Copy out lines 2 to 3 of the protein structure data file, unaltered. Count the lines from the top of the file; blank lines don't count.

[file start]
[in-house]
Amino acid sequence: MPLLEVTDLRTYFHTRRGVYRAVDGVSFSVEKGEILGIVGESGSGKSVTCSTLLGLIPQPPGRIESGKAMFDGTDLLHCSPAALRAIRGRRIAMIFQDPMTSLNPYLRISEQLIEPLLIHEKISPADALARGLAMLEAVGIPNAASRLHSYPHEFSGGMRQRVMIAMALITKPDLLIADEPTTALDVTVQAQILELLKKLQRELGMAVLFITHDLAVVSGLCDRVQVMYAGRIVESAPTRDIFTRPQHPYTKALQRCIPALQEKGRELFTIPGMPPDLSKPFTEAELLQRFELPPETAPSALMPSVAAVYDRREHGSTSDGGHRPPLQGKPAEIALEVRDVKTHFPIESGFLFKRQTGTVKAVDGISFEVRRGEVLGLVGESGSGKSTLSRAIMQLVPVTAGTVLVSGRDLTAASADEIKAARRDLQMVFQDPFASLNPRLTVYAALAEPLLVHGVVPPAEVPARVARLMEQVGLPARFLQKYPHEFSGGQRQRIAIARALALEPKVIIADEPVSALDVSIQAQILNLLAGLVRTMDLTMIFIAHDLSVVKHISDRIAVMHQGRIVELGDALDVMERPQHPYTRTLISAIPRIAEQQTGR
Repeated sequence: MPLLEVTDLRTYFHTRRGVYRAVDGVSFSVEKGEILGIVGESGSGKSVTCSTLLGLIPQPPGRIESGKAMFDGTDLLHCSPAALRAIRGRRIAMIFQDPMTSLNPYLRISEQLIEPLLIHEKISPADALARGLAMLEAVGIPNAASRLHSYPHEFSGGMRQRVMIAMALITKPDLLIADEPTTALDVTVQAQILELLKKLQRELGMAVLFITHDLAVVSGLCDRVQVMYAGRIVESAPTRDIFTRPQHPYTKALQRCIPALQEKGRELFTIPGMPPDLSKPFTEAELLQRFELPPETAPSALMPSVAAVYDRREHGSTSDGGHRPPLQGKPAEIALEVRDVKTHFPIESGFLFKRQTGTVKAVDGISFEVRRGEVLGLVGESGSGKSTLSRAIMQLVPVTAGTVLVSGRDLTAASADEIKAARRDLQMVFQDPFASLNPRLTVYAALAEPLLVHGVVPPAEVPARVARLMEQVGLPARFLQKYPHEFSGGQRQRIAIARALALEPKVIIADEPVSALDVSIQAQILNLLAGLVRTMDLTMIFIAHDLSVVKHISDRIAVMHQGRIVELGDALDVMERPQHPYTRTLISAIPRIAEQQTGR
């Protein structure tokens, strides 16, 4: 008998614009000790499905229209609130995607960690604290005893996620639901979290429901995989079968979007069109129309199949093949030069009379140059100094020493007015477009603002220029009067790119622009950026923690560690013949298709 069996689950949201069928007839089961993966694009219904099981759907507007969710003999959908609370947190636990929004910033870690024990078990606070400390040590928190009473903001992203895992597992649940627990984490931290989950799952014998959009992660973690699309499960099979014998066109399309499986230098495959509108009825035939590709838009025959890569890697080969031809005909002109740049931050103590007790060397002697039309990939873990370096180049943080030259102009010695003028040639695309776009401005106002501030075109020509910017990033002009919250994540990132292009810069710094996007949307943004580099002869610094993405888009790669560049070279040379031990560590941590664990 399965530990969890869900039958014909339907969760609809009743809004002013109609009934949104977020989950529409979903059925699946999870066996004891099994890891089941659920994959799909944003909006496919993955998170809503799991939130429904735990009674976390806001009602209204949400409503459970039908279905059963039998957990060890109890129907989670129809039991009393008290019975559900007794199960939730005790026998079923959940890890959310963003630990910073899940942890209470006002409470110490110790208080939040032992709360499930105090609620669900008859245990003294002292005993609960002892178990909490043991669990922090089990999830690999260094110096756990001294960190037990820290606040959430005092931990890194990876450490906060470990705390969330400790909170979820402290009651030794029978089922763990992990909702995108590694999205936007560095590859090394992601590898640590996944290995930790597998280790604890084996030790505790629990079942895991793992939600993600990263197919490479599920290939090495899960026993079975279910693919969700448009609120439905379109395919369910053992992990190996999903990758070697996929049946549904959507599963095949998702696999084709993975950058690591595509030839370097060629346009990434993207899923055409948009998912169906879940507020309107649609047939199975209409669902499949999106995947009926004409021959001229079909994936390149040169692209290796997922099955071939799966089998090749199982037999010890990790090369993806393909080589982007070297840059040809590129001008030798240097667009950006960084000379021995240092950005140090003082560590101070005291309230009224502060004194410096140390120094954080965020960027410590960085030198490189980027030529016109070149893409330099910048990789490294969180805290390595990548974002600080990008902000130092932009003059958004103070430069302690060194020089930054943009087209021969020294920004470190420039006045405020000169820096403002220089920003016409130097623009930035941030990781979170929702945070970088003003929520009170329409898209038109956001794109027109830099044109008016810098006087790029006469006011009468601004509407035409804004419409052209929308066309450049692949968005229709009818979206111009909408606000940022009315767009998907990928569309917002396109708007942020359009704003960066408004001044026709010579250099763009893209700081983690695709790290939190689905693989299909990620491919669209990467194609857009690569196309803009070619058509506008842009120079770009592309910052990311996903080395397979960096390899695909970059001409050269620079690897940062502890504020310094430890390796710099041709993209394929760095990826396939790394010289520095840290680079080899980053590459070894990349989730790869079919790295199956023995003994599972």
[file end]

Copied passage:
Amino acid sequence: MPLLEVTDLRTYFHTRRGVYRAVDGVSFSVEKGEILGIVGESGSGKSVTCSTLLGLIPQPPGRIESGKAMFDGTDLLHCSPAALRAIRGRRIAMIFQDPMTSLNPYLRISEQLIEPLLIHEKISPADALARGLAMLEAVGIPNAASRLHSYPHEFSGGMRQRVMIAMALITKPDLLIADEPTTALDVTVQAQILELLKKLQRELGMAVLFITHDLAVVSGLCDRVQVMYAGRIVESAPTRDIFTRPQHPYTKALQRCIPALQEKGRELFTIPGMPPDLSKPFTEAELLQRFELPPETAPSALMPSVAAVYDRREHGSTSDGGHRPPLQGKPAEIALEVRDVKTHFPIESGFLFKRQTGTVKAVDGISFEVRRGEVLGLVGESGSGKSTLSRAIMQLVPVTAGTVLVSGRDLTAASADEIKAARRDLQMVFQDPFASLNPRLTVYAALAEPLLVHGVVPPAEVPARVARLMEQVGLPARFLQKYPHEFSGGQRQRIAIARALALEPKVIIADEPVSALDVSIQAQILNLLAGLVRTMDLTMIFIAHDLSVVKHISDRIAVMHQGRIVELGDALDVMERPQHPYTRTLISAIPRIAEQQTGR
Repeated sequence: MPLLEVTDLRTYFHTRRGVYRAVDGVSFSVEKGEILGIVGESGSGKSVTCSTLLGLIPQPPGRIESGKAMFDGTDLLHCSPAALRAIRGRRIAMIFQDPMTSLNPYLRISEQLIEPLLIHEKISPADALARGLAMLEAVGIPNAASRLHSYPHEFSGGMRQRVMIAMALITKPDLLIADEPTTALDVTVQAQILELLKKLQRELGMAVLFITHDLAVVSGLCDRVQVMYAGRIVESAPTRDIFTRPQHPYTKALQRCIPALQEKGRELFTIPGMPPDLSKPFTEAELLQRFELPPETAPSALMPSVAAVYDRREHGSTSDGGHRPPLQGKPAEIALEVRDVKTHFPIESGFLFKRQTGTVKAVDGISFEVRRGEVLGLVGESGSGKSTLSRAIMQLVPVTAGTVLVSGRDLTAASADEIKAARRDLQMVFQDPFASLNPRLTVYAALAEPLLVHGVVPPAEVPARVARLMEQVGLPARFLQKYPHEFSGGQRQRIAIARALALEPKVIIADEPVSALDVSIQAQILNLLAGLVRTMDLTMIFIAHDLSVVKHISDRIAVMHQGRIVELGDALDVMERPQHPYTRTLISAIPRIAEQQTGR